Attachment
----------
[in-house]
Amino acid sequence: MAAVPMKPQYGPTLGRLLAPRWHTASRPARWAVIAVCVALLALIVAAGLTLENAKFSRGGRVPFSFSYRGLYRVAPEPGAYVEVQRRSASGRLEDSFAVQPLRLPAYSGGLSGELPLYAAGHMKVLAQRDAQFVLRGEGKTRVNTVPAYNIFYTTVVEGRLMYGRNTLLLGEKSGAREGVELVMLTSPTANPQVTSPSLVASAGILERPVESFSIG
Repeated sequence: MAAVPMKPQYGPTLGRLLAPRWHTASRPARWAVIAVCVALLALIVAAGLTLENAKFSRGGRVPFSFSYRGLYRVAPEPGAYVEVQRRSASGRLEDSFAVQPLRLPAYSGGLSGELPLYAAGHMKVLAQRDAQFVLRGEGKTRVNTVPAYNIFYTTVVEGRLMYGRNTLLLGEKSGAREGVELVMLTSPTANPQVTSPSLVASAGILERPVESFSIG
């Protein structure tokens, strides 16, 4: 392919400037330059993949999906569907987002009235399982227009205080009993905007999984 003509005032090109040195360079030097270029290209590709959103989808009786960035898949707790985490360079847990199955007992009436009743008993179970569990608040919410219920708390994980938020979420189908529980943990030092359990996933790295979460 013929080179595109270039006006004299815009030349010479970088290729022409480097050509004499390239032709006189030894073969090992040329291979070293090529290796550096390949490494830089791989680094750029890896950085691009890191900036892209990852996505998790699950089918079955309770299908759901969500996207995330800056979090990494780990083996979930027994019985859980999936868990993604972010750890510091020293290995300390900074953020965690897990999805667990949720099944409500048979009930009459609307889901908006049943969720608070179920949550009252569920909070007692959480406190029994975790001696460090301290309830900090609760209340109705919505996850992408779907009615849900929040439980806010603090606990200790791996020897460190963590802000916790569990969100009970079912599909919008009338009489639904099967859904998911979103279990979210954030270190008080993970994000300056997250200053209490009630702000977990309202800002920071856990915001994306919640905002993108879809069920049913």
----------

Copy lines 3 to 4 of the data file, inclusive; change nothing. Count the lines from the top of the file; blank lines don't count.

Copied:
Repeated sequence: MAAVPMKPQYGPTLGRLLAPRWHTASRPARWAVIAVCVALLALIVAAGLTLENAKFSRGGRVPFSFSYRGLYRVAPEPGAYVEVQRRSASGRLEDSFAVQPLRLPAYSGGLSGELPLYAAGHMKVLAQRDAQFVLRGEGKTRVNTVPAYNIFYTTVVEGRLMYGRNTLLLGEKSGAREGVELVMLTSPTANPQVTSPSLVASAGILERPVESFSIG
């Protein structure tokens, strides 16, 4: 392919400037330059993949999906569907987002009235399982227009205080009993905007999984 003509005032090109040195360079030097270029290209590709959103989808009786960035898949707790985490360079847990199955007992009436009743008993179970569990608040919410219920708390994980938020979420189908529980943990030092359990996933790295979460 013929080179595109270039006006004299815009030349010479970088290729022409480097050509004499390239032709006189030894073969090992040329291979070293090529290796550096390949490494830089791989680094750029890896950085691009890191900036892209990852996505998790699950089918079955309770299908759901969500996207995330800056979090990494780990083996979930027994019985859980999936868990993604972010750890510091020293290995300390900074953020965690897990999805667990949720099944409500048979009930009459609307889901908006049943969720608070179920949550009252569920909070007692959480406190029994975790001696460090301290309830900090609760209340109705919505996850992408779907009615849900929040439980806010603090606990200790791996020897460190963590802000916790569990969100009970079912599909919008009338009489639904099967859904998911979103279990979210954030270190008080993970994000300056997250200053209490009630702000977990309202800002920071856990915001994306919640905002993108879809069920049913």